|Title:||Bank Concentration and Economic Costs of Deposit Mobilization and Credit Extension in Ghana|
|Citation:||“Bank Concentration and Economic Costs of Deposit Mobilization and Credit Extension in Ghana,” Journal of Developing Areas, 46(2), 351-370.|
|Abstract:||Welfare losses due to misallocation of resources in the deposit and loans markets and inefficiency costs in both markets resulting from the concentration of the Ghanaian banking industry are estimated, respectively using the Harberger‟s triangle and deviations from cost efficient stochastic frontier approaches. Corporate governance variables hypothesized in the literature to be correlated with bank inefficiencies were also investigated. Estimates suggest that net welfare loss over 2001 – 2008 averaged 2.6% of gross domestic product (GDP) per year, while inefficiency costs averaged only 0.7% of GDP. Bank concentration is positively correlated with efficiency in both deposits and loans markets. The elasticity of operating costs with respect to deposits exceeds the elasticity with respect to loans. We recommend that steps be taken to reduce bank concentration as the resultant narrowing of interest rate spreads will likely yield welfare gains that exceed efficiency gains realizable from increased concentration.|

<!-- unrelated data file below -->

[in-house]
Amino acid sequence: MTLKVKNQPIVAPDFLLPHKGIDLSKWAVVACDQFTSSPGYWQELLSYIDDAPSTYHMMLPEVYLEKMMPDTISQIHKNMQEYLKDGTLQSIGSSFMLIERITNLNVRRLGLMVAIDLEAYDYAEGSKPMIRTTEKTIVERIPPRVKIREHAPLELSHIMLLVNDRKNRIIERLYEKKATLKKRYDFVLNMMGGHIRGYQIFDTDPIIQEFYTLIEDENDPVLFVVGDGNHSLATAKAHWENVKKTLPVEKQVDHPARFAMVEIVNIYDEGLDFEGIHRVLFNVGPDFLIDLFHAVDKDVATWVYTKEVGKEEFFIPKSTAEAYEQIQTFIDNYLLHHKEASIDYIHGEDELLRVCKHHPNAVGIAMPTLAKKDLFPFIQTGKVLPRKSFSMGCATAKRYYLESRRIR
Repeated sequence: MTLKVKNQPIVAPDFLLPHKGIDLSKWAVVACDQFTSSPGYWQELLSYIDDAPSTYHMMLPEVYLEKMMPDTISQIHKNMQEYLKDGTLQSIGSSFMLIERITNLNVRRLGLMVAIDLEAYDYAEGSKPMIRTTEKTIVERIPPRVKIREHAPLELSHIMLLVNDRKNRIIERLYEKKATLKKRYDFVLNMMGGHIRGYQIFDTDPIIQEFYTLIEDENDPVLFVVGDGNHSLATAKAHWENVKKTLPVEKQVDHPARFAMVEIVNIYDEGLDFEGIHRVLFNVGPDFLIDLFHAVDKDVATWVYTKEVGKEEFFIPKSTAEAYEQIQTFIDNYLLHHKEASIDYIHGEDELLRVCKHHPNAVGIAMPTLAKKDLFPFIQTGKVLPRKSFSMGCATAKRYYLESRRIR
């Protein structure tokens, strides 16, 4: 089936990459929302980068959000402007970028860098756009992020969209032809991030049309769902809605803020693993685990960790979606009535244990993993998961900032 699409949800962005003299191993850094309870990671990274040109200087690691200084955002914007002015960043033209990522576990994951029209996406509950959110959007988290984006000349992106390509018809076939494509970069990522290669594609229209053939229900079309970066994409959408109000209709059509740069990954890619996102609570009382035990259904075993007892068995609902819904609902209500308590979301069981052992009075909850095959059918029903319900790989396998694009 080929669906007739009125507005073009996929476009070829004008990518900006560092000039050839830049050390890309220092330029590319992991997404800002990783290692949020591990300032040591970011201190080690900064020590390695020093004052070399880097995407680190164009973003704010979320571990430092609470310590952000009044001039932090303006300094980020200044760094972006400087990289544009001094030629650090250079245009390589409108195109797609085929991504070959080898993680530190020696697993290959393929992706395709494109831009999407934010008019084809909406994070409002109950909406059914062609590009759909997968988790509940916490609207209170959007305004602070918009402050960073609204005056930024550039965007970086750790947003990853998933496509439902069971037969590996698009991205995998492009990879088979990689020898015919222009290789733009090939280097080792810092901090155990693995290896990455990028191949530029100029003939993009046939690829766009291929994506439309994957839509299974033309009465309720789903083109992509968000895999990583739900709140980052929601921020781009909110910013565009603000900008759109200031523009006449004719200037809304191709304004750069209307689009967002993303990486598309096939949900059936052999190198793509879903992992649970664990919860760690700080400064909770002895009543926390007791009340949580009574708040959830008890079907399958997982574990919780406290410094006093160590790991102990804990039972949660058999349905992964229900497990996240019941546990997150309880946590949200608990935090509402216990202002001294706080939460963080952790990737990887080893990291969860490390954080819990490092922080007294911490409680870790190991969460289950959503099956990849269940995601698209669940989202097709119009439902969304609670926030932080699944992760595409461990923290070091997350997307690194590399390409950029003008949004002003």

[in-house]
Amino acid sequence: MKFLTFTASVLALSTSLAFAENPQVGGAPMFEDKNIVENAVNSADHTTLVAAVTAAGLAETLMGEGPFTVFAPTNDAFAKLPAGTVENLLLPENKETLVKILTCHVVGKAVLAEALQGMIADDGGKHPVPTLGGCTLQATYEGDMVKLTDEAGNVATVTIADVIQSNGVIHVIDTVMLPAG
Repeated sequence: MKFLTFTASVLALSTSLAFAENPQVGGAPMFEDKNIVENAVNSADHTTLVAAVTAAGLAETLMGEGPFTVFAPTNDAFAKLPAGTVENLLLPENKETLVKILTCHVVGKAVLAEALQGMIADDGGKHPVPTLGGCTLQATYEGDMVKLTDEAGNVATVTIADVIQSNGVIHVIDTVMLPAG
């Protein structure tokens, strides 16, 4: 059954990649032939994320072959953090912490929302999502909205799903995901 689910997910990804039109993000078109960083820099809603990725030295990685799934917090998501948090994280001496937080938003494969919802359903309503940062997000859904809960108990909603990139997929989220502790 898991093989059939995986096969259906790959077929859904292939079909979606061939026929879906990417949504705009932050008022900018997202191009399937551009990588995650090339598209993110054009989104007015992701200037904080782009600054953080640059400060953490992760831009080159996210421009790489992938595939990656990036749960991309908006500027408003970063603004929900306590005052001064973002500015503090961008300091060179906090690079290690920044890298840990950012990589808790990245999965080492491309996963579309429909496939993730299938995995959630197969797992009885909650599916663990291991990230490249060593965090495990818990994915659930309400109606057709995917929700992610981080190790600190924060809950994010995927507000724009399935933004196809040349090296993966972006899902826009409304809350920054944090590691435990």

|Appears in Collections:||Department of Banking and Finance|
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